claims against them 80S partners, while a citizen of Colorado 'Would be denied that right. Upon the whole case, we are constrained to hold that the motion for a new trial must be sustained, and a verdict must be entered for the defendant, and it is so ordered.
See Bonstib1l v.Keeley, 11 FED. REF. 578, and note, 581.
ROGERS 11. 'MARSHALL.
(Czrcuit Coure, D.
June 14, 1882.)
On a petition for a rehearing upon an interlocutory decree in chancery, the court will, as a matter of course, continue the temporary execution of the decree till the hearing can be had, where to proceed under it might involve large expense, and but little time must elapse before such hearing can be had..
L. S. Dixon, for plaintiff. Wells, Smith tX Macon, for defendants. MOCRARY, C. J., (orally.) Some time ago the court entered an interlocutory decree in this case, which settled, if it shall stand, some of the rights of the parties. !tis a very important case, involving a large sum, and questions that are not entirely free from difficulty and doubt. A petition for rehearing upon that interlocutory decree has been filed, and' the court has ordered it to be heard, and fixed a time for hearing. The question now is whether the court shall suspend the execution of the interlocutory decree in the interim. It provides for an accounting, and to proceed under it might involve large expense, which in the end might be useless, and besides might cause an exposure of the private affairs of defendants, which, if the court should set aside the interlocutory decree, would not be a thing we ought to do. The time is short, (the day for hearing is the twentieth of,July,) and I apprehend no serious injury will result from a suspension of the accounting in the mean time. I think it is the rule almost without. exception, that where a court entertains an application to set aside an interlocutory decree in a case in chancery, it will, as a matter of course, pending the hearing upon that application, suspend the execution of the decree. The order which has already been made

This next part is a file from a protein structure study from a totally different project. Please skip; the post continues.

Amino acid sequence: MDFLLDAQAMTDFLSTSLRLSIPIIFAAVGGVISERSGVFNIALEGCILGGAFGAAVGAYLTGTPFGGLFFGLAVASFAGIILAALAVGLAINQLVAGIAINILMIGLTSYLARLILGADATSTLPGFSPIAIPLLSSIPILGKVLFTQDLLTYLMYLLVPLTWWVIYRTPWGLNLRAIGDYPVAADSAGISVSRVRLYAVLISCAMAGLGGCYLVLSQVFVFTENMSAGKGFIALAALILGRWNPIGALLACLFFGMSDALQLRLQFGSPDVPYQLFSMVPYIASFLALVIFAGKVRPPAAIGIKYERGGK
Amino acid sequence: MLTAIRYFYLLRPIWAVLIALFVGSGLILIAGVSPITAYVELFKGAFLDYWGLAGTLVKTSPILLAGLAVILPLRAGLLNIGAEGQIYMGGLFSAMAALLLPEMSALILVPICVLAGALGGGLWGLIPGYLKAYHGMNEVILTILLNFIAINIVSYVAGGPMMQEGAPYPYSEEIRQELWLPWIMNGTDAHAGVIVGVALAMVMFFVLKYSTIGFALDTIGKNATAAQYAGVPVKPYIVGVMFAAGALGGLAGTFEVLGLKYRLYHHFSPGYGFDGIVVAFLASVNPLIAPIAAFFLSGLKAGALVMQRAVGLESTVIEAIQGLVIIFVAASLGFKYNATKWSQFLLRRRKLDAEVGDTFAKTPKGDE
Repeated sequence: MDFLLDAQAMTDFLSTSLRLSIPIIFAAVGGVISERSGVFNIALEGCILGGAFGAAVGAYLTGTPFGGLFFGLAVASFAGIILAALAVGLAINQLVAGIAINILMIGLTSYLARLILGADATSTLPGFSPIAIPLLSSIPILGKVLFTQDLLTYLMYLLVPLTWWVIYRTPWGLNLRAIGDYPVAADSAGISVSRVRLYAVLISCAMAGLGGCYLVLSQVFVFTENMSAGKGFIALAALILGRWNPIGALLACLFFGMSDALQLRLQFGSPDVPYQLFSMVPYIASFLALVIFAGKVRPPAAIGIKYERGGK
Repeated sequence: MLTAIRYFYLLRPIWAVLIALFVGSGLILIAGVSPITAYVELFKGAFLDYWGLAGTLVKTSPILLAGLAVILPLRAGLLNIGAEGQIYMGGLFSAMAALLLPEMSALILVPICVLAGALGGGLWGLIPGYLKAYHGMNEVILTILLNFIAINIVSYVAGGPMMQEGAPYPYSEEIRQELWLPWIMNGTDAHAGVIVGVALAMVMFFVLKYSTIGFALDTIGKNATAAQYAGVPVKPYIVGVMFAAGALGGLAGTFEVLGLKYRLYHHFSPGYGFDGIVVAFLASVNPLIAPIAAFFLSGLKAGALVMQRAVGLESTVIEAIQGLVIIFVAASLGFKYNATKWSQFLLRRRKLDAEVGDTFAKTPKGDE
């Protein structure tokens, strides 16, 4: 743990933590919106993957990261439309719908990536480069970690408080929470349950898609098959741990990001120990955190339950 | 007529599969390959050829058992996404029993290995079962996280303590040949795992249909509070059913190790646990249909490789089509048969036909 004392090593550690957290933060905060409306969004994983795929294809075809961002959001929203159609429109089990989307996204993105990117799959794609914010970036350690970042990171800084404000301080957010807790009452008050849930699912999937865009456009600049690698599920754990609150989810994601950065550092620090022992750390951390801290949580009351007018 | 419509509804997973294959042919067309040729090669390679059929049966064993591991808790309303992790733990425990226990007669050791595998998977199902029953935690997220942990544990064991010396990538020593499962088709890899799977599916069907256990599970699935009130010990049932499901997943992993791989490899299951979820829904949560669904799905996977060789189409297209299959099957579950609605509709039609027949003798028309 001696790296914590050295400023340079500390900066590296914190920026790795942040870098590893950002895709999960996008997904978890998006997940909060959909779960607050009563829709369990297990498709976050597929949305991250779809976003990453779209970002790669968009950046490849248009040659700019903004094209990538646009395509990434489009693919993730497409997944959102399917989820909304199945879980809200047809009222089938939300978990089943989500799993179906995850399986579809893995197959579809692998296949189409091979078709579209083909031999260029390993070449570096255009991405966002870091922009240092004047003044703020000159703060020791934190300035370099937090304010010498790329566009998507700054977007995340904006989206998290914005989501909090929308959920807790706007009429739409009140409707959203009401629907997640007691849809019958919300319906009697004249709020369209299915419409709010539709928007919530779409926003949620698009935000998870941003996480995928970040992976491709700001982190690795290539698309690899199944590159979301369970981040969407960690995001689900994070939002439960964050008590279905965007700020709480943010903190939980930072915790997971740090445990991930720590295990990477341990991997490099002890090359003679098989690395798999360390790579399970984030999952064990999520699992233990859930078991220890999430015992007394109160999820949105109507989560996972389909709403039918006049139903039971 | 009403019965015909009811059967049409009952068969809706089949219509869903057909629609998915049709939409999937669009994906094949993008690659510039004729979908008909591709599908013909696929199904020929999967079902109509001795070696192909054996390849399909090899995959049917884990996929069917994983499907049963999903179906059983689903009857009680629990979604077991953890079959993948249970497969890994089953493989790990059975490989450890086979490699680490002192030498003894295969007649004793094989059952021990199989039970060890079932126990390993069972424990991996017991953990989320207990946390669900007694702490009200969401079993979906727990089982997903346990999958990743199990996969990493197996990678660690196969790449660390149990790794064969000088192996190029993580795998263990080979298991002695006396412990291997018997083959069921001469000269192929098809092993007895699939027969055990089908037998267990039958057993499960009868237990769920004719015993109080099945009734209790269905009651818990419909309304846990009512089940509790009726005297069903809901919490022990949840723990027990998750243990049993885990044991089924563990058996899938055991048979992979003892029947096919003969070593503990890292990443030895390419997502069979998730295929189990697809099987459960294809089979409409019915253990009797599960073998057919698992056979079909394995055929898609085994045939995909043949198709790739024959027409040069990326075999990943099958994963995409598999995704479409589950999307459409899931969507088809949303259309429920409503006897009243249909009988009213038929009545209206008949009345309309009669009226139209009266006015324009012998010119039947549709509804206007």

MAO KAY V. lAOKMAN.
suspending temporarily the execution of this decree will be continued until the hearing can be had. I say this without expressing any opinion at all upon the merits of the application to set aside the iriterlocutory decree. I have not looked into the case sufficiently to form or express an opinion one way or the other upon the merits of the application.
and others v.
BAIIIB V. SOOTT SOLB SBWING-MAOHINE
SAMB t1. LEHlIIAN
Co. and others.
((Jircuit (JOU'l't, S. D. N(J1J) YO'l'k.
PATENTS FOR INVENTIONS.
A mere process for making an article is not of itself a patentable inventioD.
Elias Merriam and J. J. Storrow, for orator. J. C. Clayton, for defendants. WHEELER, D. J. These suits are brought upon two patents originally granted to Lyman R. Blake, dated August 14, 1860,-one, No. 29,561, for an improvement in the construction of boots and shoes; and the other, No. 29,562, for an improvement in boots and shoes. These were to run 14 years, and August 13, 1874, were extended seven years. They were acquired by the orator, and the former was reissued in No. 9,043, dated January 18,1880, and both have expired since these suits were brought. Before Blake's inventions boots and shoes were made by pegging through the outer sole, upper, and inner sale, by sewing a welt to the inner sale and upper, and then sewing the outer sale to the welt. Some very light shoes were made wrong side out by sewing through the inner sole, upper, and part way through the outer sole, and then turned, and some very low shoes were made by sewing common stitches directly through the inner sole, upper, and outer sole. Sewing parts of uppers and pieces of leather and cloth for other purposes together by chain-stitches made by machine, by drawing loops of the thread through the material, without drawing the rest of the thread through, was then known and practiced; but no boots or shoes made by sewing the sales and upper t'ogether by such stitches, nor any method of 80 sewing them together, was then known. No means to which that place was accessible for setting the stitches had then been discovered.